Anyway, back to the question at hand, which was bone density (sorry I do not know either) and your muscle % is pretty good (but I am basing that on my own which is around 36% now) but I am going to be increasing it a lot more--and I don't know what your body type is.  But I will guess based on your very low fat % that your corresponding muscle % is very good, and would make you a very fit person (but again that is just based on my understanding of fat and muscle % and my own experience, and assuming this scale is accurate).  I think the reason no one seems to include that one in the handbooks is there are so many variables.  

And there is always the simplest of all:  look at yourself.  (I know, you didn't need me to tell you that! lol)  But seriously, at my most fit, I always got out of the shower every time and noticed how fit and toned I looked, how my body looked sculpted and toned and I didn't have any visible fat.  I didn't think all of those things of course, but it was always a pleasant surprise, kind of like "I look good!"

Any way, good luck, it sounds like you are doing really well :)

The body fat readings of BIA (body impedance analyzer) scales have been tested against underwater weighing in numerous trials.  I don’t recall the details of the reports I read, but in general the average error is reported to be around 5%.  (To be clear, that is not five percentage points as is “14% is five percentage points lower than 19%”, that is 5% as in “18% is 5% lower than 19%”.) 

However, there are some significant caveats.   First, that is the average error among the test group of 20 or 30 or 50 people.  The error for any one individual in the group could be greater or lesser.  And indeed the standard deviation of the error is significant.  Second, BIA scales are designed for a particular set of bodies.  An intermediate age group, not children and not elderly.  An typical body type, not extremely muscular/lean and not extremely obese.  And there are some racial differences (blacks tend to have more dense bones, see race.html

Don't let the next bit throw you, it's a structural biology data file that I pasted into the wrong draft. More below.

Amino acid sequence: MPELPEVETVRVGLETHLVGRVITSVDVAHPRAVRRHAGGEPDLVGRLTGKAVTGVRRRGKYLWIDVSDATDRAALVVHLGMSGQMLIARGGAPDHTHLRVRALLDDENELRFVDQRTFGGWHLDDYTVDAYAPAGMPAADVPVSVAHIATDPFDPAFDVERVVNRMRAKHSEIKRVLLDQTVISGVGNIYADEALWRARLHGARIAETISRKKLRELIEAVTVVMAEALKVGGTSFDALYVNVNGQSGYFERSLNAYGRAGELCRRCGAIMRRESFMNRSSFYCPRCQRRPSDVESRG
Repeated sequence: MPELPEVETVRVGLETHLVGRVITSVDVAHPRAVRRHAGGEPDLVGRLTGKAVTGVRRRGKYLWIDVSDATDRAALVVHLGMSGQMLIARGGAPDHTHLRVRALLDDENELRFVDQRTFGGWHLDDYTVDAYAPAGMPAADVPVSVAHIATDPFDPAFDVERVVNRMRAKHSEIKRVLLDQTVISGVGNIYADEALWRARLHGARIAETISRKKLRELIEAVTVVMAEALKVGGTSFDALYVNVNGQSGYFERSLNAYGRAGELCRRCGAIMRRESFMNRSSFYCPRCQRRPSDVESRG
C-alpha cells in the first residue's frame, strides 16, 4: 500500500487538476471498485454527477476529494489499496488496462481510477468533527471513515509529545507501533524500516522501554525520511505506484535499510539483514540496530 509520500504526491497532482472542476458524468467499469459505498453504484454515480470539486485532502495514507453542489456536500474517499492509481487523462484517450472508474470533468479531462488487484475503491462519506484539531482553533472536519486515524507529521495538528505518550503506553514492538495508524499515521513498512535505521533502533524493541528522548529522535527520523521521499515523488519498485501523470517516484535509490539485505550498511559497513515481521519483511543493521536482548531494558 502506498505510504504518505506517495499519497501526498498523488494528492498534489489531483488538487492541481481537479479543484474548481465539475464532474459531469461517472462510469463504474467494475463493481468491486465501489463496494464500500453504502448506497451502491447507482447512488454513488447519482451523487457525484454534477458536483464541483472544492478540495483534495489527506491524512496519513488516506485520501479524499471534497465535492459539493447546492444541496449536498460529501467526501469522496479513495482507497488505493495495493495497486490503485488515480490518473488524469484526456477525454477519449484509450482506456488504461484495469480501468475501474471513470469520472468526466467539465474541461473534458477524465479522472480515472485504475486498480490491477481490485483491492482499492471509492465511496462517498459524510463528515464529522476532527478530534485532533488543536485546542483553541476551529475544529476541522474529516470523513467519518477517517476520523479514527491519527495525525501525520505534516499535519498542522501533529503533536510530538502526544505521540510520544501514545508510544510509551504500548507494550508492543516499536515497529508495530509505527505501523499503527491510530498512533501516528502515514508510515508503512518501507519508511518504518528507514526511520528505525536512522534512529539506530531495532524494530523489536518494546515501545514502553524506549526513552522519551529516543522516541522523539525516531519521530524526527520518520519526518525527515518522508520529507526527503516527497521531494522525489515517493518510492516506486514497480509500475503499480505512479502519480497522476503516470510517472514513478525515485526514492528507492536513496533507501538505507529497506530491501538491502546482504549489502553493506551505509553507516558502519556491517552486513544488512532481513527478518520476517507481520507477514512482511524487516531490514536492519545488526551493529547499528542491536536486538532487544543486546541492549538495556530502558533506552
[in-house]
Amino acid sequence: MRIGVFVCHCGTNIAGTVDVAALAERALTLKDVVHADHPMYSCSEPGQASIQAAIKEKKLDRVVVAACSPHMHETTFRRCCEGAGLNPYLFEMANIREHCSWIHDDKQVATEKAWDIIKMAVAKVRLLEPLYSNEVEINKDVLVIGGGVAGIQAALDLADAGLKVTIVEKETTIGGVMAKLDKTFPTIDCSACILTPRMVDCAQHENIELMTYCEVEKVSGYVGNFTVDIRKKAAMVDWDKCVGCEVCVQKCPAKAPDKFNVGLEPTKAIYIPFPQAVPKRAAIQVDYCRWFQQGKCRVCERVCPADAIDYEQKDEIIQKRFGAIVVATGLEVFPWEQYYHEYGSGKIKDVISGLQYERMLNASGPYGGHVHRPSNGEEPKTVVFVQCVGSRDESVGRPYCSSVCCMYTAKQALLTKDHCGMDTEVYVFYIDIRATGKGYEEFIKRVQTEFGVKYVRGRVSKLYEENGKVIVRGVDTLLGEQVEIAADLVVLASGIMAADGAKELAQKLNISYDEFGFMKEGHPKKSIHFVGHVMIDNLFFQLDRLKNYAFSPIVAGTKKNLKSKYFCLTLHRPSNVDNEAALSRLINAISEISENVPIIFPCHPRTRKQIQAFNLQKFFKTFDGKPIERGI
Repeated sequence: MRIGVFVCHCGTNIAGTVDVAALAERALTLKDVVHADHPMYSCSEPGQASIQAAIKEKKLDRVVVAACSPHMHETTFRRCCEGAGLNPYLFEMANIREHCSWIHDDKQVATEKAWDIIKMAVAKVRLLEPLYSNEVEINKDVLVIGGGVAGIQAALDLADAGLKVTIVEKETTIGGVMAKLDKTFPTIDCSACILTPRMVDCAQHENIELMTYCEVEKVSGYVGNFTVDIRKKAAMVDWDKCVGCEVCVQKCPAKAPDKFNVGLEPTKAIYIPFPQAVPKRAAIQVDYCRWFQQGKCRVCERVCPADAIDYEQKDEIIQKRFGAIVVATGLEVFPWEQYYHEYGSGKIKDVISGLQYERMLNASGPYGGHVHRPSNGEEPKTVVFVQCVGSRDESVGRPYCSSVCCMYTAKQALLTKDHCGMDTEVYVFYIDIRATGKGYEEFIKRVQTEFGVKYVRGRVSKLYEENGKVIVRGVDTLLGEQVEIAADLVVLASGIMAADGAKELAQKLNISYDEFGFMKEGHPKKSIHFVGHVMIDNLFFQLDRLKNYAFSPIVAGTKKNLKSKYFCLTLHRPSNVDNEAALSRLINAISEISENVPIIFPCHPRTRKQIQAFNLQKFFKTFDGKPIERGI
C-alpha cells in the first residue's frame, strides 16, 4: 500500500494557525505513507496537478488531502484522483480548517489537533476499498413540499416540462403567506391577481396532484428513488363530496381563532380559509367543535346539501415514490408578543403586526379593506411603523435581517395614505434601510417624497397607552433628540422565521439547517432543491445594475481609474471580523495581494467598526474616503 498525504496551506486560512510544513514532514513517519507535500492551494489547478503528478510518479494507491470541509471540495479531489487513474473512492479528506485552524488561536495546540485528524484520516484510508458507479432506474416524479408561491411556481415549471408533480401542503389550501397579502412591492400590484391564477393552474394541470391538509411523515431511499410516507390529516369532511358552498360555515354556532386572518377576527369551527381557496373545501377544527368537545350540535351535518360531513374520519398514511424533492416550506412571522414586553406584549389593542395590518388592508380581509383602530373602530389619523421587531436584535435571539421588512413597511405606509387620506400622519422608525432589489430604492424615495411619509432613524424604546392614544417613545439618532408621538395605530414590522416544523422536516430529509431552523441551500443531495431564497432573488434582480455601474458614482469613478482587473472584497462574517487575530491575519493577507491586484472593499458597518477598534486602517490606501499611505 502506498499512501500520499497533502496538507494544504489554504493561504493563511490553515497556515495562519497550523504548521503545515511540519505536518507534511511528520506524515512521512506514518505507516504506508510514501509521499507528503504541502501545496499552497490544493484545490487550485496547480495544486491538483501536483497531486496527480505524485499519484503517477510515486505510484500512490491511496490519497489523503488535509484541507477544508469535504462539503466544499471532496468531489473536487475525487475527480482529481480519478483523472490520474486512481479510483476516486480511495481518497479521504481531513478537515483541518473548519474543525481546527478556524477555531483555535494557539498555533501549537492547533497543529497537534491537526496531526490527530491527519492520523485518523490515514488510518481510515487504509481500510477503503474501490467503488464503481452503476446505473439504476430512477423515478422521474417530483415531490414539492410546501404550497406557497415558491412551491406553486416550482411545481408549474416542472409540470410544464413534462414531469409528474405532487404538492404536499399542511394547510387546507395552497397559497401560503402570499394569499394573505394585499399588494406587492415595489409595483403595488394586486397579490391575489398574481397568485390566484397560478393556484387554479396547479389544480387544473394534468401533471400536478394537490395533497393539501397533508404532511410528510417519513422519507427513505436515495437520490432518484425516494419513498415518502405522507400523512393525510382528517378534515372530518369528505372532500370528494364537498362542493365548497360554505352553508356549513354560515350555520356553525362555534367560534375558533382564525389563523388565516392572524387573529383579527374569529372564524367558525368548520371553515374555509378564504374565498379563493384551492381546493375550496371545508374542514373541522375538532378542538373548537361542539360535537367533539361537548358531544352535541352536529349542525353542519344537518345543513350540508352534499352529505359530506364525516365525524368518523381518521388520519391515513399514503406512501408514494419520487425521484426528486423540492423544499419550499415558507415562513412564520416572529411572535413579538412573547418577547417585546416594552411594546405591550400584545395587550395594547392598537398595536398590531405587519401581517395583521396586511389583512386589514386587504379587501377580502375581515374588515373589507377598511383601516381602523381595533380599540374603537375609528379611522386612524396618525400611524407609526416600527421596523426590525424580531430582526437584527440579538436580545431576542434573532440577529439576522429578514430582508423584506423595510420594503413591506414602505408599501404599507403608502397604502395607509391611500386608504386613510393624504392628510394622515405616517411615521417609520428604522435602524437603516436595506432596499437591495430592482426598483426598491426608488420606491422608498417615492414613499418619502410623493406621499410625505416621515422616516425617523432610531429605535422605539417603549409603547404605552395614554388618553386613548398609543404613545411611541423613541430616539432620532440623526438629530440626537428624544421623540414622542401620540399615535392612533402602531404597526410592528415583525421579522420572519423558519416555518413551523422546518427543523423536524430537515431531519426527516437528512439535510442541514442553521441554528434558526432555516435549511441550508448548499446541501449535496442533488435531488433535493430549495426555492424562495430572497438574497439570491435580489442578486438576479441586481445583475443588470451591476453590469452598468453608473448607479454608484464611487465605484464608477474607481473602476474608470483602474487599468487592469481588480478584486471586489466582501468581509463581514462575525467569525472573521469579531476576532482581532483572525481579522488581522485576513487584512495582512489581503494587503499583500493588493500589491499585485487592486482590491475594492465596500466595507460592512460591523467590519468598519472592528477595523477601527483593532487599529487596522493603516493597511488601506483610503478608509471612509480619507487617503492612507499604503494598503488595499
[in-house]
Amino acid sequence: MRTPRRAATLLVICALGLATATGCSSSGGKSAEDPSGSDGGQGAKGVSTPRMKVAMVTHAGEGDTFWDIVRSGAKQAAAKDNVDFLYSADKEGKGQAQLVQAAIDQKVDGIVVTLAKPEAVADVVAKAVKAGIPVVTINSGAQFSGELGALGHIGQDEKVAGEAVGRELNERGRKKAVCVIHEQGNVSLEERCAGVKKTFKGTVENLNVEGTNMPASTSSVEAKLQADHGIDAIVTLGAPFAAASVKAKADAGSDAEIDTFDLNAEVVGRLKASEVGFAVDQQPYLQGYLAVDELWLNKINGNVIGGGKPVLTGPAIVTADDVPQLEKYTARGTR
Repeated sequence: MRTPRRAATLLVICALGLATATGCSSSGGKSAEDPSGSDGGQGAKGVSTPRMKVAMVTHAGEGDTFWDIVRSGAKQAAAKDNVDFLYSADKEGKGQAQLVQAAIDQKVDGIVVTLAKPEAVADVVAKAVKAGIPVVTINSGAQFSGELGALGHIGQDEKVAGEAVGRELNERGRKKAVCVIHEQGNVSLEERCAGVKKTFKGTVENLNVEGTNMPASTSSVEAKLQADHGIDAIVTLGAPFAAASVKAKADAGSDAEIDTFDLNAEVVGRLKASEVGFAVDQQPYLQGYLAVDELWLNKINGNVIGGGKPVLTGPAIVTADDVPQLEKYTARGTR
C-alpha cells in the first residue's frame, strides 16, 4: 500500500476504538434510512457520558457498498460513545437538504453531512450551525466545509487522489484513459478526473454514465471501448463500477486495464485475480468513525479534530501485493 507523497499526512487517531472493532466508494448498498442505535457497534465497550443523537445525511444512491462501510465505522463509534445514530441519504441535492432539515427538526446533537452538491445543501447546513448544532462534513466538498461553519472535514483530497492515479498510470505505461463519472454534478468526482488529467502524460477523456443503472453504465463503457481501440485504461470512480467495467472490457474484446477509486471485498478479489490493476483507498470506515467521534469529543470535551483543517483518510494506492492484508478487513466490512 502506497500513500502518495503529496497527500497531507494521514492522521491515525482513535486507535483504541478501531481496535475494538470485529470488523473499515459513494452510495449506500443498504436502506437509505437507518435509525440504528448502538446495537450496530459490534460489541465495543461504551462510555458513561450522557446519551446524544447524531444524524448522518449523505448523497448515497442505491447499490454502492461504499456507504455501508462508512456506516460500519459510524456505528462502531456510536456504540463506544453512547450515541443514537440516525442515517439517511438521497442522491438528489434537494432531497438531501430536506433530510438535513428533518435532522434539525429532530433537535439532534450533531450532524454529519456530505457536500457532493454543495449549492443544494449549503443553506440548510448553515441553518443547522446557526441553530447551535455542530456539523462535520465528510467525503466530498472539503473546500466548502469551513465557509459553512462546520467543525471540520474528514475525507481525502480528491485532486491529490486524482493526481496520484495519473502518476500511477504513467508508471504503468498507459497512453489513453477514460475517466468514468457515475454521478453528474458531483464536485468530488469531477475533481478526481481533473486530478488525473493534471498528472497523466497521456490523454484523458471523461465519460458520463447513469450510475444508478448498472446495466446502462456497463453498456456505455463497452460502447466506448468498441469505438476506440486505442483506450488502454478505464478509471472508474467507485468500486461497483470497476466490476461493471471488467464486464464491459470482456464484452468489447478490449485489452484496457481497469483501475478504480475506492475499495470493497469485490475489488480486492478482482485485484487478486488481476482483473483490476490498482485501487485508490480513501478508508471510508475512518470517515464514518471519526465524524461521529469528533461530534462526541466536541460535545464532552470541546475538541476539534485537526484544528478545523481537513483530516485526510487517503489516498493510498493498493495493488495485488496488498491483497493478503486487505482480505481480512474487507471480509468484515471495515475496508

and the scales don’t ask for your race).  Third, BIA scales can’t, as far as I know, distinguish between the contents of your digestive tract (food, water, and waste) and the mass of your body (muscle, fat, bone and organs).  Fourth, in theory the BIA scales with handgrips as well as footpads “should” be more accurate, but I don’t know of any evidence that they are.  Fifth, the BIA scales that seem to be tested most often are Tanita and Omron.  I haven’t any idea if the other brands use the same algorithms.